This is a tiny clipping from the huge painting named after a Basque city bombarded 1936 by German planes in the Spanish civil war. There is no single plane in this painting, not even a modern weapon, just one broken sword. It makes no sense to ask for proportions in this painting. Painters depicted war all the time, it was an important part of life (and obviously still is). They tried to express the cruelty and the terror of war, too. Think of Goya (Napolean wars). In this century, war lost all heroism. WW I veterans tried to express their fright (Dix for example). You can't get that impact with proportions. I cite from a letter of a list I am subscribed to:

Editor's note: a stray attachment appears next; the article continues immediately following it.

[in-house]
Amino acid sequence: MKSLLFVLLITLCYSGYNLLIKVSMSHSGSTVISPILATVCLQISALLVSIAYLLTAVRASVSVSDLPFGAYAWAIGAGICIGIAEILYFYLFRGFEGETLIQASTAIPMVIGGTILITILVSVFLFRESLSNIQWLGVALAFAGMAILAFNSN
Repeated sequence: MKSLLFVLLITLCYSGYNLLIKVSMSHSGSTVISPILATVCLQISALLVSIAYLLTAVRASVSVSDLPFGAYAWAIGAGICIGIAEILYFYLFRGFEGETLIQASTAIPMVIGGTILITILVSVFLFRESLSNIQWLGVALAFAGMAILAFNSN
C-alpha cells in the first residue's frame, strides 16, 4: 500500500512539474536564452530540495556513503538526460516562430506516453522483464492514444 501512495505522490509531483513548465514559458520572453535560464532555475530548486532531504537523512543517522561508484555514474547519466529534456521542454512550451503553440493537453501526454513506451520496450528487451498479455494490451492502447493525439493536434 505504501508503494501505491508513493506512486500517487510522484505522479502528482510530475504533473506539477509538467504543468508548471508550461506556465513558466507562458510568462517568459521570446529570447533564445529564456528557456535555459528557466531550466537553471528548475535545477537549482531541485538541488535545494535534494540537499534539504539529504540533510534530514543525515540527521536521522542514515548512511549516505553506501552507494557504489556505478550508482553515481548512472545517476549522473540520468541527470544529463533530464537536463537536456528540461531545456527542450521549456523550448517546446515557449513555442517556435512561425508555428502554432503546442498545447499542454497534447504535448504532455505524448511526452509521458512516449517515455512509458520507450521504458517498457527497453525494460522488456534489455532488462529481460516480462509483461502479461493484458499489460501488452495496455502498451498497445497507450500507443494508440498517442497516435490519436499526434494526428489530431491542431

I am as untrained as they come. My first experience with modern art ( or any "art" for that matter) was when, as a 17 year old, I wandered into the Museum Of Modern Art in New York. I got off the elavator on the second floor and the first painting I saw was Guernica. I was completely blown away. Spent the next 20 minutes or so just staring at it. I had no idea who Picasso was but I felt rage and pain.

Ok, I'll have to give you a little homework after this theoretical lesson. And ... you have to show me your work, haven't you? I'm really curious. Of course, if you choose so, you will stay anonymous. Just scan your stuff and send it to me as an attachment.

Now for next time, I want you to watch your hand do things. Don't try to do something. Be open. Feel when it's good and when not. It doesn't have to show something apprehensible. Try to find out what your soul wants to say. Like when you're dreaming. You can't interfere, then. Now you shouldn't. Don't judge. Be curious. Think of a child trying to show you something. You would calmly wait and see and honor it.


Last week:
Working towards Montparnasse

Next week:
Learning from the heritage